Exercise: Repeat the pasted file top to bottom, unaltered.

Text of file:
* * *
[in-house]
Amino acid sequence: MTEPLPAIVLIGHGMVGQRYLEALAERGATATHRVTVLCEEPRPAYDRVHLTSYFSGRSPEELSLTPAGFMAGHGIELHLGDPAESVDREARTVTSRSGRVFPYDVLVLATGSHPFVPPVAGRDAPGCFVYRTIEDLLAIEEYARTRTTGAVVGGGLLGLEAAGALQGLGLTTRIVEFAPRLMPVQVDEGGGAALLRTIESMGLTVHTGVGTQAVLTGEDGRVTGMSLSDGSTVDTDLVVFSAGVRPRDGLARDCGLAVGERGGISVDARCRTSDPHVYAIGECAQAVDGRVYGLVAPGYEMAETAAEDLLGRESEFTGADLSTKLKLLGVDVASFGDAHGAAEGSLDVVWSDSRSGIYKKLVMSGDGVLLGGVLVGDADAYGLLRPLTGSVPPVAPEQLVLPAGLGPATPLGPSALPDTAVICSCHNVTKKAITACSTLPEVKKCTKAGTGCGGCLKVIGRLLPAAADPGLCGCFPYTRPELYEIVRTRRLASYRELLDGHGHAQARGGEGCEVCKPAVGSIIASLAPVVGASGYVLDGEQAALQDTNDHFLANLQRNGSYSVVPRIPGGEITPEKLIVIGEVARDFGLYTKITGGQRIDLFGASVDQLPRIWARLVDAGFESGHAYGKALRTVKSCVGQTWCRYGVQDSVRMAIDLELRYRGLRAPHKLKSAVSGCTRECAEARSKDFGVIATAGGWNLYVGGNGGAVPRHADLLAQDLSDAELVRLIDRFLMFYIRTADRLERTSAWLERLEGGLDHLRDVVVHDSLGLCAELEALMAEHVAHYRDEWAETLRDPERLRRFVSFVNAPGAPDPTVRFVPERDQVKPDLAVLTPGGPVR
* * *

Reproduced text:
[in-house]
Amino acid sequence: MTEPLPAIVLIGHGMVGQRYLEALAERGATATHRVTVLCEEPRPAYDRVHLTSYFSGRSPEELSLTPAGFMAGHGIELHLGDPAESVDREARTVTSRSGRVFPYDVLVLATGSHPFVPPVAGRDAPGCFVYRTIEDLLAIEEYARTRTTGAVVGGGLLGLEAAGALQGLGLTTRIVEFAPRLMPVQVDEGGGAALLRTIESMGLTVHTGVGTQAVLTGEDGRVTGMSLSDGSTVDTDLVVFSAGVRPRDGLARDCGLAVGERGGISVDARCRTSDPHVYAIGECAQAVDGRVYGLVAPGYEMAETAAEDLLGRESEFTGADLSTKLKLLGVDVASFGDAHGAAEGSLDVVWSDSRSGIYKKLVMSGDGVLLGGVLVGDADAYGLLRPLTGSVPPVAPEQLVLPAGLGPATPLGPSALPDTAVICSCHNVTKKAITACSTLPEVKKCTKAGTGCGGCLKVIGRLLPAAADPGLCGCFPYTRPELYEIVRTRRLASYRELLDGHGHAQARGGEGCEVCKPAVGSIIASLAPVVGASGYVLDGEQAALQDTNDHFLANLQRNGSYSVVPRIPGGEITPEKLIVIGEVARDFGLYTKITGGQRIDLFGASVDQLPRIWARLVDAGFESGHAYGKALRTVKSCVGQTWCRYGVQDSVRMAIDLELRYRGLRAPHKLKSAVSGCTRECAEARSKDFGVIATAGGWNLYVGGNGGAVPRHADLLAQDLSDAELVRLIDRFLMFYIRTADRLERTSAWLERLEGGLDHLRDVVVHDSLGLCAELEALMAEHVAHYRDEWAETLRDPERLRRFVSFVNAPGAPDPTVRFVPERDQVKPDLAVLTPGGPVR